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Daniel Kish, senior vice president for policy at the Institute for Energy Research, an industry-backed think tank, said the administration also could open access to more U.S. resources, either on land or on the Outer Continental Shelf.

“There’s been no breakthrough on any kind of expanded access in the U.S. - in fact, it’s been just the opposite,” he said. “[Interior Secretary Ken] Salazar has basically put on the shelf any expanded drilling. That whole ‘drill, baby, drill’ thing from 2008, the president lifting his moratorium, the Congress lifting the moratorium in the appropriations bill, none of that has come to fruition.”

The Obama administration says it’s been diligent in offering leases. Administration figures show 55.8 million acres were offered for lease in fiscal 2009, including more acres in the Gulf of Mexico than any year of the Bush administration save for 2008.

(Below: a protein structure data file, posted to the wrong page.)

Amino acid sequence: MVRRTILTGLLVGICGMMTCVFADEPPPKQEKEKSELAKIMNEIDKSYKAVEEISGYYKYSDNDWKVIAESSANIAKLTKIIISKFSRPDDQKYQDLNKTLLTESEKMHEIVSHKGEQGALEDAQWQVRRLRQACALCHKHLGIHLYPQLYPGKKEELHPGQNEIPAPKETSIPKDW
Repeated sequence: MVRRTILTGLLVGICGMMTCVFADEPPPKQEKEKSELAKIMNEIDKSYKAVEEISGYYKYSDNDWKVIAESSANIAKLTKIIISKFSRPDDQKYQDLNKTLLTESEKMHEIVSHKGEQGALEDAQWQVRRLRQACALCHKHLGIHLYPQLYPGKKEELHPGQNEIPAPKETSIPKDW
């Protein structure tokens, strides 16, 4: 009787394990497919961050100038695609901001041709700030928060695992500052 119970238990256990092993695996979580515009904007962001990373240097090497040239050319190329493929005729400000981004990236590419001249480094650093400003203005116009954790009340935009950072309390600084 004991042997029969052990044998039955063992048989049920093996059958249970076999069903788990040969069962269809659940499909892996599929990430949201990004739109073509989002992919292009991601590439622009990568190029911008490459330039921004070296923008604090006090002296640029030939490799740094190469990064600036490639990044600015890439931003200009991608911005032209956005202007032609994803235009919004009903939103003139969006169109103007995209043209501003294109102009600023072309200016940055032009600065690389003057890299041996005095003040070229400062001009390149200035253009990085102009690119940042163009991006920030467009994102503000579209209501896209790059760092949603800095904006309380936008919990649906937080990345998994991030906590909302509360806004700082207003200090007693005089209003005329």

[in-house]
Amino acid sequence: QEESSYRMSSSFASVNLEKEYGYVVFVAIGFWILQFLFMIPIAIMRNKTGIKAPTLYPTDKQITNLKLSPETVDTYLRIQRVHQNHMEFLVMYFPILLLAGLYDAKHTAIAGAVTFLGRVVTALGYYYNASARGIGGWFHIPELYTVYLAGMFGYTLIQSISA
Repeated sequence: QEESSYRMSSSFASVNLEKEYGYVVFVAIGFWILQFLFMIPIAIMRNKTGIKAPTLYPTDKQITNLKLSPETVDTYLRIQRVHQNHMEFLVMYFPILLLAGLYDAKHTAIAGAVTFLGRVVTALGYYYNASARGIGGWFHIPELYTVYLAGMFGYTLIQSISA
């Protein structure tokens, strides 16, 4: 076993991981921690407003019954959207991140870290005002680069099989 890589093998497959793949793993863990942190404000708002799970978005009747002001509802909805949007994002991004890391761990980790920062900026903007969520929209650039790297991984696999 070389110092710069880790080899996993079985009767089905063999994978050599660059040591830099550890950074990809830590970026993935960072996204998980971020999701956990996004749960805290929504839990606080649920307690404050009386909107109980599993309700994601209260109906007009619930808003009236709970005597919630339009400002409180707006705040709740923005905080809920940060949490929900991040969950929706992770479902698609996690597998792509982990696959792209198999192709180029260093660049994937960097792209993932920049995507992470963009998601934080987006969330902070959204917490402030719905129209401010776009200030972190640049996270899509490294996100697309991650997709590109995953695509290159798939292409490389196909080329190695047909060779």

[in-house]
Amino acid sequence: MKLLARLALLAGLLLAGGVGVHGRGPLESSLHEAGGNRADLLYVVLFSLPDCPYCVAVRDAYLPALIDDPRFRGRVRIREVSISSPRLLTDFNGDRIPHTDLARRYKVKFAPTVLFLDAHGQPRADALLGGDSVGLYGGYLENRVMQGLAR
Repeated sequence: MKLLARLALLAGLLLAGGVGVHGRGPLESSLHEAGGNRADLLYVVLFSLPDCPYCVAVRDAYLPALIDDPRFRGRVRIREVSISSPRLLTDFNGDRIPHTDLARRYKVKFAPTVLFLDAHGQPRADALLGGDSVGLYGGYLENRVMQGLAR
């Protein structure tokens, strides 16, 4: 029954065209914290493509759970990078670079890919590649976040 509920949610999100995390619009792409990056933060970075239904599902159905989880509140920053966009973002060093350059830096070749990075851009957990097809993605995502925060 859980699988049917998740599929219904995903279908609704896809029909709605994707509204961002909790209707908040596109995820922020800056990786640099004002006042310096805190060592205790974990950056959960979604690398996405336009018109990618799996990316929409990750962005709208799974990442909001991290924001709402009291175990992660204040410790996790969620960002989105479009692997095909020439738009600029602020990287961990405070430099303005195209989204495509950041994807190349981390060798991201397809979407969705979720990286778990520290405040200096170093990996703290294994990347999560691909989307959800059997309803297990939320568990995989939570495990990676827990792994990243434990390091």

Also, production of energy on federally leased lands, both onshore and offshore, grew 14 percent in 2009. The administration projects offshore oil production on the Outer Continental Shelf will grow by 20 percent next year.

But Mr. Kish said that increase was not a result of Obama administration policies but because of Congress, which in 2006 ordered that a large Gulf lease proceed. That finally happened last year.

Subtracting that, Mr. Kish said, Mr. Obama offered fewer acres for lease in fiscal 2009 than any other president in the past 20 years.